Got questions? Need help? In Portland, there are a number of resources for LGBTQ visitors looking for a real estate agent, doctor, mechanic, or dentist. (Yes, even if you're just here on vacation you might - heaven forbid - get a flat tire or break a tooth.)
GLBTQ Networking Groups
The best places to find gay-friendly services are online at the websites for two networking groups: Rainbow Business & Professional Association
and the Downeast Pride Alliance
. RBPA has been active in the Greater Portland area for 17 years. Members meet monthly for dinner and a guest lecture. DEPA, launched in 2008, is a newer organization on the gay scene. Monthly gatherings for cocktails and conversation rotate among the city's upscale bars and restaurants and are open to all. Another new website, launched in connection with the annual GayMaine
Travel Guide, published by TravelMaine, also provides a directory of gay-friendly businesses.
The most visible advocacy group in Portland (and in Maine) is EqualityMaine
. Phenomenally successful in its work both to obtain and protect civil rights for gays and lesbians, the group was responsible for the landmark legislation approving same-sex marriage in Maine. Though that law was subsequently repealed in 2009 by a people's referendum, the vote was closer than it's ever been and EQMaine expects to win the next round.
Relocating to Maine
If you fall in love with Portland and decide to move here (and who wouldn't?), you can find lots of gay-friendly real estate agents to assist you in finding appropriate housing. If you want an agent who is a certified LGBTQ Real Estate Specialist, Colleen Bedard at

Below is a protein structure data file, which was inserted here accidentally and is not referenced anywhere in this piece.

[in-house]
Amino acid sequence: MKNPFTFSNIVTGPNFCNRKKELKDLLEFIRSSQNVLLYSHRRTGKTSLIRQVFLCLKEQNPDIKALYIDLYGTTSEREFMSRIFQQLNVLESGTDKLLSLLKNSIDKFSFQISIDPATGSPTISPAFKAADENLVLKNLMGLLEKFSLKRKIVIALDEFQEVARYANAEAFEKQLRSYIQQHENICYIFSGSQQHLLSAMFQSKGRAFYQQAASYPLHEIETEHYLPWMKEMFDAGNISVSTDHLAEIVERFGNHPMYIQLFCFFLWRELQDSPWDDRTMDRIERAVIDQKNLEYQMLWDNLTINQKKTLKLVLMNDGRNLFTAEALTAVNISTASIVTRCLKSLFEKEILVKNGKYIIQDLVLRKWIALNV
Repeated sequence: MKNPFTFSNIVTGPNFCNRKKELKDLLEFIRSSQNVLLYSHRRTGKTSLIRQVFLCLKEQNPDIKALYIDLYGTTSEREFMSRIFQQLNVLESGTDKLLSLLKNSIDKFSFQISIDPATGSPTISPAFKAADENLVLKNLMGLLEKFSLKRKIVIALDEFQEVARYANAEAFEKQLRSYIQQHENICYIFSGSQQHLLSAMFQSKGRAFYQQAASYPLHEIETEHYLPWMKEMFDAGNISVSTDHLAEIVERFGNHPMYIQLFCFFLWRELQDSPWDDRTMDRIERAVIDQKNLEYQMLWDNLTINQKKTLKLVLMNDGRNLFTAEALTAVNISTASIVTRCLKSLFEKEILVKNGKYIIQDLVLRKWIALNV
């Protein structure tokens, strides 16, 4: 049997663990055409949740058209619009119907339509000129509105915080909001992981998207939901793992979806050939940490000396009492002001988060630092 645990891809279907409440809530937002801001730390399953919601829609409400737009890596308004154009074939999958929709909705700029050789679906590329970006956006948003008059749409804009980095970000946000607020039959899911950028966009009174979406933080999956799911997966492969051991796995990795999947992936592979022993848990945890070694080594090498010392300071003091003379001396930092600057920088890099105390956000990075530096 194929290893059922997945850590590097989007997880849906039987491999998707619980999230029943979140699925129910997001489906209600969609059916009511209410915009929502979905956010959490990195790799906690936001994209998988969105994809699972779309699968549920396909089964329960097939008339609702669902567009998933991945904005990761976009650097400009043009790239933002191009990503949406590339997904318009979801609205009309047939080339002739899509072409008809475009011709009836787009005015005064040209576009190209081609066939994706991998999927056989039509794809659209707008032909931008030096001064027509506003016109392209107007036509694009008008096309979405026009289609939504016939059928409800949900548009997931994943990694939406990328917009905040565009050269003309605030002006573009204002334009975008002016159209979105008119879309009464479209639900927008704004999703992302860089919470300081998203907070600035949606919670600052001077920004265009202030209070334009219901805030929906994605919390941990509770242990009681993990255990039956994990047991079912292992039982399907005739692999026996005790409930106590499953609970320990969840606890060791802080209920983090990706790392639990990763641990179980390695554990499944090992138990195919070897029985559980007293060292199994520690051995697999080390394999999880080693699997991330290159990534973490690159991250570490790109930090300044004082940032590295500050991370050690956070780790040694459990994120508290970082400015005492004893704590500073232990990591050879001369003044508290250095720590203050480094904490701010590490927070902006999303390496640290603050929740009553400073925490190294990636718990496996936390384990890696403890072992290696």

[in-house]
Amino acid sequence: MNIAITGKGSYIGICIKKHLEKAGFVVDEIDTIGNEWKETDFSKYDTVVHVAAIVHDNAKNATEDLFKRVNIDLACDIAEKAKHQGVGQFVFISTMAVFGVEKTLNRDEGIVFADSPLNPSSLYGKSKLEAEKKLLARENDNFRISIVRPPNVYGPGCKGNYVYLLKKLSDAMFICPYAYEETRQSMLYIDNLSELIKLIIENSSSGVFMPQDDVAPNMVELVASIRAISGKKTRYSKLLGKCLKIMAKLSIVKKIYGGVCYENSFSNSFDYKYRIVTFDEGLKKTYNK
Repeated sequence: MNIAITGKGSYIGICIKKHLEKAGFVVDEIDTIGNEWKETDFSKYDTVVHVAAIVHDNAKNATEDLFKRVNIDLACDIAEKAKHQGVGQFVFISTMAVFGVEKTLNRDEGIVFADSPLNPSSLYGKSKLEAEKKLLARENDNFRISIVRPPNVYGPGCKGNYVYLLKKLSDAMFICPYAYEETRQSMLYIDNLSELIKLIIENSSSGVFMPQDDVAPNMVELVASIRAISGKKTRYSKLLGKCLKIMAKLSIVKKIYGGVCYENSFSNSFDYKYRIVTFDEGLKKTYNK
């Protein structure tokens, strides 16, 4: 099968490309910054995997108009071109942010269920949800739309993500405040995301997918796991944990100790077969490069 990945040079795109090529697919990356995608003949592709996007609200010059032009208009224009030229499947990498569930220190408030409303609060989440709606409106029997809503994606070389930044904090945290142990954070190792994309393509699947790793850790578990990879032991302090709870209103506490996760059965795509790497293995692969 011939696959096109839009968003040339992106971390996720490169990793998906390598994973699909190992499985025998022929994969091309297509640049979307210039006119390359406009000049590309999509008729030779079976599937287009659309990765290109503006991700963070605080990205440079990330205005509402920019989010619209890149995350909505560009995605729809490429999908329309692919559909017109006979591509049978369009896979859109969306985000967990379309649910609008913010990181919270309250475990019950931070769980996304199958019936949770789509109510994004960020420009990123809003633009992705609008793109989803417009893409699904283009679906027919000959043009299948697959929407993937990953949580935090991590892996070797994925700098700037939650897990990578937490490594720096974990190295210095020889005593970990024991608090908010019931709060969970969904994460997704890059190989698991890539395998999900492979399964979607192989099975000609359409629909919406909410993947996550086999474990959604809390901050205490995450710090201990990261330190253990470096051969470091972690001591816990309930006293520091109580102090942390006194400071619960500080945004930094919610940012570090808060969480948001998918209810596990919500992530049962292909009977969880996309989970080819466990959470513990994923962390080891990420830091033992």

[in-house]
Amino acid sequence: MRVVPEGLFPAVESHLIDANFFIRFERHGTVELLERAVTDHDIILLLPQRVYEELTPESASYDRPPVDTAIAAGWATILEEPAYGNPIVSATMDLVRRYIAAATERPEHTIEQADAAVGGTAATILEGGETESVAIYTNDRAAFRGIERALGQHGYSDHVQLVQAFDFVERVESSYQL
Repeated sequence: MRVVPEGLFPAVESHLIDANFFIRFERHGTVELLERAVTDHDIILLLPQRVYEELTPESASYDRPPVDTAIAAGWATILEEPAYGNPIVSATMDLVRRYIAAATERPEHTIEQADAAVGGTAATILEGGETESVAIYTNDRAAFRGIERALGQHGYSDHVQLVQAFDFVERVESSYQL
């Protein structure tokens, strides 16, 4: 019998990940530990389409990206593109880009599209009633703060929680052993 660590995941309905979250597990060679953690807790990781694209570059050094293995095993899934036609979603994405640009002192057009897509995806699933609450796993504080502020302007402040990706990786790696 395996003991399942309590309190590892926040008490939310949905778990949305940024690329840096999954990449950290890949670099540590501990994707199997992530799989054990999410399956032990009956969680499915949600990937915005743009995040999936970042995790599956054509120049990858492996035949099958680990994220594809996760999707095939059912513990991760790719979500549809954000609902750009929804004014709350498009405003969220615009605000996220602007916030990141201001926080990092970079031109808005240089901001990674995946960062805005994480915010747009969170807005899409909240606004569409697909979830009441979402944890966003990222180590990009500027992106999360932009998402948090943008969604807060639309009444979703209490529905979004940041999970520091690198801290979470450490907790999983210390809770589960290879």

has earned her stripes and has joined the National Gay & Lesbian Chamber of Commerce
. Other gay-friendly brokers can be found at Keller Williams
. In addition, check out this comprehensive consumer guide to "LGBT mortgages".
History of Portland's LGBT CommunityFor LGBTQ history buffs, the University of Southern Maine Special Collections is the place to go to learn more about gays and lesbians and their impact on Portland. Three fascinating publications from the Jean Byers Sampson Center for Diversity in Maine Exhibition (Annual Event catalogs from 2005, 2006, and 2008) are especially noteworthy and are available for reading online.
Education NetworkIf, while visiting Portland, you need social support, you can turn to the Southern Maine GLSEN group (GLSEN is an acronym for Gay, Lesbian & Straight Education Network). PFLAG (Parents and Friends of Lesbians & Gays) is active in Portland, too, although the group's website is out of date. The chapter does have a responsive voicemail number, so for more information try calling 207-831-3015.
Gay-Friendly Churches or SynagoguesFinding a gay-friendly church or synagogue in the Greater Portland area isn't hard. Several United Church of Christ parishes in the city have earned "Open and Affirming” (ONA) status within the UCC. This means they have met certain criteria for LGBTQ inclusiveness. There is also at least one Episcopal church in Portland, the Cathedral of St. Luke, with a high percentage of gay and lesbian members as well as an awesomely gay-supportive clergy staff. Two Greater Portland synagogues, Congregation Bet Ha'am and Congregation Shaarey Tphiloh (also called the Noyes Street Shul) are known for welcoming gays and lesbians. Finally, despite the Catholic Church's reputation for denouncing gay marriage, the Catholics for Marriage Equality organization has a strong presence in Portland and throughout Maine. Gay-friendly Catholic parishes in the Portland area include Sacred Heart/St. Dominic Parish in Portland and Most Holy Trinity in nearby Saco.